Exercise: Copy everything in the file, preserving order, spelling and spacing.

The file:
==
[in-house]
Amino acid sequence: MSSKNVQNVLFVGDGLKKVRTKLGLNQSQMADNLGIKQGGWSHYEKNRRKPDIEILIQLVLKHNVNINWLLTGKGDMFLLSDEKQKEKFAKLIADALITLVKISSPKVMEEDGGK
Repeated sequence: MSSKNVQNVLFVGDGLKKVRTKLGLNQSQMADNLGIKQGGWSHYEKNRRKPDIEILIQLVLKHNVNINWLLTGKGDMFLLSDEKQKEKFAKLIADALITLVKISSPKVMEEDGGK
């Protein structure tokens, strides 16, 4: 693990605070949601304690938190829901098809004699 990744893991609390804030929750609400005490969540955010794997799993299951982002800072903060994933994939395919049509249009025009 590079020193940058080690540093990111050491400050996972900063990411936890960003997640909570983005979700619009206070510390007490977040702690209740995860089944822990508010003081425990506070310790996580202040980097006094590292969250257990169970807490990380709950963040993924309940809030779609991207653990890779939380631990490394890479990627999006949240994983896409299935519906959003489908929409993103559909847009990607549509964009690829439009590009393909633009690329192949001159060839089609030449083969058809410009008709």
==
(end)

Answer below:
[in-house]
Amino acid sequence: MSSKNVQNVLFVGDGLKKVRTKLGLNQSQMADNLGIKQGGWSHYEKNRRKPDIEILIQLVLKHNVNINWLLTGKGDMFLLSDEKQKEKFAKLIADALITLVKISSPKVMEEDGGK
Repeated sequence: MSSKNVQNVLFVGDGLKKVRTKLGLNQSQMADNLGIKQGGWSHYEKNRRKPDIEILIQLVLKHNVNINWLLTGKGDMFLLSDEKQKEKFAKLIADALITLVKISSPKVMEEDGGK
């Protein structure tokens, strides 16, 4: 693990605070949601304690938190829901098809004699 990744893991609390804030929750609400005490969540955010794997799993299951982002800072903060994933994939395919049509249009025009 590079020193940058080690540093990111050491400050996972900063990411936890960003997640909570983005979700619009206070510390007490977040702690209740995860089944822990508010003081425990506070310790996580202040980097006094590292969250257990169970807490990380709950963040993924309940809030779609991207653990890779939380631990490394890479990627999006949240994983896409299935519906959003489908929409993103559909847009990607549509964009690829439009590009393909633009690329192949001159060839089609030449083969058809410009008709």